Four principles for organic agriculture (2/4): Ecology.
Updated: Dec 17, 2021
Seen from the outside, agriculture may seem to be a magical process: things are planted in the soil, cared for during a season, and food is harvested eventually: from useless dirt, the world is fed. But when farmers go into their fields and harvest the year's crop of wheat, peppers, or watermelon, they know that they're not creating food out of anything. They know what came into their field (the work they put in, the bio-manure they brought as fertilizer, the insecticides they introduced for pest control), and understand that agriculture is not an operation of creation but of transformation. Food does not spring out of the ground: raw resources are transformed into food through a lot of work, and a lot of brainpower. And the root of this transformation happens within the plants themselves, who take nutrients from the soil and energy from the sun and support seven billion people and the whole of life on earth.
But plants were not made by human beings: they appeared through natural processes millions of years before the first mammal even stepped a foot on our planet. As such, they are regulated by processes that were not made by us; we human beings merely channel and instrumentalize those processes to feed ourselves. Same as the natural processes underlying soil fertility, water availability, nutrient retention, soil structure maintenance, pest control, and even seed saving: all of them were active way beyond human beings began harnessing their power for their benefit.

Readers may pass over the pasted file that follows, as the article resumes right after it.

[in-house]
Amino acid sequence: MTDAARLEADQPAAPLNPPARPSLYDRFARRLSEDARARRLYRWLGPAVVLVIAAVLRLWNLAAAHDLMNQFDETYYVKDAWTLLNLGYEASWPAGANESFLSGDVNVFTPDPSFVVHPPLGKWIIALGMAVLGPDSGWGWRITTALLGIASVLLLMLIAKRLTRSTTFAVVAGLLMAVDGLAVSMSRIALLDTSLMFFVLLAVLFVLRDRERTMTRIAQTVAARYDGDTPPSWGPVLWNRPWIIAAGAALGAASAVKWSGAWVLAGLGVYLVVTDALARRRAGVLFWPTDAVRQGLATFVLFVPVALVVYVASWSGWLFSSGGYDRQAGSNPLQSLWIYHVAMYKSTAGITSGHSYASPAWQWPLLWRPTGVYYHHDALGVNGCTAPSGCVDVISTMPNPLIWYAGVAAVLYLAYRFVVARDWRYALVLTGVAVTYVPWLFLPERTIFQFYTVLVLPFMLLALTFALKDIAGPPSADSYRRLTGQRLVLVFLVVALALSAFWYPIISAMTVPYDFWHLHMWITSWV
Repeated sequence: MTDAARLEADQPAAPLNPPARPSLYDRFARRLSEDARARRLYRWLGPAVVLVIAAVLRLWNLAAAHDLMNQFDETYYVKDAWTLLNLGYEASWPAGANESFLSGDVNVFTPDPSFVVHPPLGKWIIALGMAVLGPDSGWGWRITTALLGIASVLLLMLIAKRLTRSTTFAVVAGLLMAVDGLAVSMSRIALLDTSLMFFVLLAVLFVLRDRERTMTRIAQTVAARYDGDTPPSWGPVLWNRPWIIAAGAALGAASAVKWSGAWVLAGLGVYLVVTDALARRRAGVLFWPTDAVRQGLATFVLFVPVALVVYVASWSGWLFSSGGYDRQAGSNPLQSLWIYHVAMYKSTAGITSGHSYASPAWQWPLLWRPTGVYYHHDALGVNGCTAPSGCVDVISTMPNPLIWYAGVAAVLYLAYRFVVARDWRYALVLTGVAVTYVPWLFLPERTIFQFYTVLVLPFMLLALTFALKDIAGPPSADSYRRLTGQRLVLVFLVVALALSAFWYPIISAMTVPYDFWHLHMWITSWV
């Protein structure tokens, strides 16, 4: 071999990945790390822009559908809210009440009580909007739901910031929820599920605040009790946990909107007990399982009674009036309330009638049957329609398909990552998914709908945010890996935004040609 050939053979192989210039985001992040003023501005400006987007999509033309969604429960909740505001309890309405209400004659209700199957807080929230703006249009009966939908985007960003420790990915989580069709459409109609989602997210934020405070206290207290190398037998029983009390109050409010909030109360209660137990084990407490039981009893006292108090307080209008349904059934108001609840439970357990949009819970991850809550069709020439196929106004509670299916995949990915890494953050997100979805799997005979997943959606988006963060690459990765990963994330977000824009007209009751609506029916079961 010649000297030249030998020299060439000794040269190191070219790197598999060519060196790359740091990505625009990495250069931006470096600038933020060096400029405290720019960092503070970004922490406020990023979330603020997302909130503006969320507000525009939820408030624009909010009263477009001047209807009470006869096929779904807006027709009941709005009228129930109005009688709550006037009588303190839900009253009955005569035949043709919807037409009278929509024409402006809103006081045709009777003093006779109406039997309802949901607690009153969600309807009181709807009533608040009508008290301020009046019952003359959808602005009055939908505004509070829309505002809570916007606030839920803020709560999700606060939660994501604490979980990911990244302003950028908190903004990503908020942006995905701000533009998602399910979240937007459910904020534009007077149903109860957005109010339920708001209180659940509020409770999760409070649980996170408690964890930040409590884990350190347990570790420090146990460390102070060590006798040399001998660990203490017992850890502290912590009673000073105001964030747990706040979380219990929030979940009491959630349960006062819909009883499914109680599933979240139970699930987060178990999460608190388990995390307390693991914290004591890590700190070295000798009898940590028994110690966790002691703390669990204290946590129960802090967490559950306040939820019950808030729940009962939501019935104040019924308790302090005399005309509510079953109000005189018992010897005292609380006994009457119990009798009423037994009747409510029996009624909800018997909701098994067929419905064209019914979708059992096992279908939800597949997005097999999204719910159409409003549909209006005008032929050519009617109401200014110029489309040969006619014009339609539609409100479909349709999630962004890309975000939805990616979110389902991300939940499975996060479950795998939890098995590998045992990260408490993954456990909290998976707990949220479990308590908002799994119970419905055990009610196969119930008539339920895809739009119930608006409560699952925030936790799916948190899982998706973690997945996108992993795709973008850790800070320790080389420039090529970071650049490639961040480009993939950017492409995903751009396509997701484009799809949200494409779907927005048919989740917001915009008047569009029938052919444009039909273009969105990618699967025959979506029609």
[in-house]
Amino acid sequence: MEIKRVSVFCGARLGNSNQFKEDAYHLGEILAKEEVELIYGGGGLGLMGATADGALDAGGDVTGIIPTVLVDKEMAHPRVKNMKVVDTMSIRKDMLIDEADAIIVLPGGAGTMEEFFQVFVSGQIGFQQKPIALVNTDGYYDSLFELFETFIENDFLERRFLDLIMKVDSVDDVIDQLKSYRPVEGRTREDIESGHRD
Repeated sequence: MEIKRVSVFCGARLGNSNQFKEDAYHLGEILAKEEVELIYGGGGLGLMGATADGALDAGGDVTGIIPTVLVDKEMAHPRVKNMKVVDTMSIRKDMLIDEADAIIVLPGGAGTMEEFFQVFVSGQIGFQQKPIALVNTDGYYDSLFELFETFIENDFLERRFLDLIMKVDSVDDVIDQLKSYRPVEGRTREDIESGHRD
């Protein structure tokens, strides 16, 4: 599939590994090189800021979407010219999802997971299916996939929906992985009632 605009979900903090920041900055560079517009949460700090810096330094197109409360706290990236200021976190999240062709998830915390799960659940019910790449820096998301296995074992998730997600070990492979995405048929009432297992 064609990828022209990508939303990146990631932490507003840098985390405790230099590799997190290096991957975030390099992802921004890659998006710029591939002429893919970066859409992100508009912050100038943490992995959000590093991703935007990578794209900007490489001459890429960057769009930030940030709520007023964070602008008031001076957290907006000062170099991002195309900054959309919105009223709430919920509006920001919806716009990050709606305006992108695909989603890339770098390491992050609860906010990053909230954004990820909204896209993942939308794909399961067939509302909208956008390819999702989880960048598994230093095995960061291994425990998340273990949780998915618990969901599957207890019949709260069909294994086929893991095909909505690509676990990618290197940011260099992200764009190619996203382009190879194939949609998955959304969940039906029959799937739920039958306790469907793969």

The basis of agriculture is, thus, ecology; the principles and processes that guide how ecosystems work. There is no agricultural activity that is not based on ecological processes: there is just agriculture that is consciously based on them and that, as such, becomes sustainable, and agriculture that unwillingly goes against ecological processes and, as such, is unsustainable and leads to hunger crises and environmental troubles of all sorts. Organic agriculture is agriculture practiced through the most scientifically-informed techniques for managing agricultural land as an ecosystem. It is a system of practices that collaborates with, rather than fighting against, the very natural processes that gave origin to live on earth — as such ecology is another of its principles, alongside health, fairness, and care. In fact, it might be said to form the basis of them all.
A quick glance at the myriad natural processes underlying soil degradation, which organic agriculture takes into account to prevent the loss of fertile soil, gives a good impression of the connectedness of agriculture to ecology as one of its foundational principles.